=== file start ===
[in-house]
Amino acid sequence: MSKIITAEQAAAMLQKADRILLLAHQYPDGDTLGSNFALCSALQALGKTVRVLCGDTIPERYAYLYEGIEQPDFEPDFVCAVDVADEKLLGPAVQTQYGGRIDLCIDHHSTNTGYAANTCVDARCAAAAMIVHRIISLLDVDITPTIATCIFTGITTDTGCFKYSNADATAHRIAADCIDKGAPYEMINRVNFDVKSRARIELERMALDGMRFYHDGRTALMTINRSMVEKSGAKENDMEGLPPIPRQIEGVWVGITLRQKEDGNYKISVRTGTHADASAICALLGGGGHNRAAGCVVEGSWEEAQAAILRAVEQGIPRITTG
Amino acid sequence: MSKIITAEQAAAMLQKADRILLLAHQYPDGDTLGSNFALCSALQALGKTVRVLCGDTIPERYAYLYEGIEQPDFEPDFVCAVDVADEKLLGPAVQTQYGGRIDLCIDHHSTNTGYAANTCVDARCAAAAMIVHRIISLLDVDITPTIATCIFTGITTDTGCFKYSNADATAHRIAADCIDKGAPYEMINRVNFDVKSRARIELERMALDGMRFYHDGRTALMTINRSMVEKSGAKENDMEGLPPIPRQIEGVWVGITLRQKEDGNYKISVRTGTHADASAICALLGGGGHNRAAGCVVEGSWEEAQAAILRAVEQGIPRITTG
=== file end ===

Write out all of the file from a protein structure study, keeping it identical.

[in-house]
Amino acid sequence: MSKIITAEQAAAMLQKADRILLLAHQYPDGDTLGSNFALCSALQALGKTVRVLCGDTIPERYAYLYEGIEQPDFEPDFVCAVDVADEKLLGPAVQTQYGGRIDLCIDHHSTNTGYAANTCVDARCAAAAMIVHRIISLLDVDITPTIATCIFTGITTDTGCFKYSNADATAHRIAADCIDKGAPYEMINRVNFDVKSRARIELERMALDGMRFYHDGRTALMTINRSMVEKSGAKENDMEGLPPIPRQIEGVWVGITLRQKEDGNYKISVRTGTHADASAICALLGGGGHNRAAGCVVEGSWEEAQAAILRAVEQGIPRITTG
Amino acid sequence: MSKIITAEQAAAMLQKADRILLLAHQYPDGDTLGSNFALCSALQALGKTVRVLCGDTIPERYAYLYEGIEQPDFEPDFVCAVDVADEKLLGPAVQTQYGGRIDLCIDHHSTNTGYAANTCVDARCAAAAMIVHRIISLLDVDITPTIATCIFTGITTDTGCFKYSNADATAHRIAADCIDKGAPYEMINRVNFDVKSRARIELERMALDGMRFYHDGRTALMTINRSMVEKSGAKENDMEGLPPIPRQIEGVWVGITLRQKEDGNYKISVRTGTHADASAICALLGGGGHNRAAGCVVEGSWEEAQAAILRAVEQGIPRITTG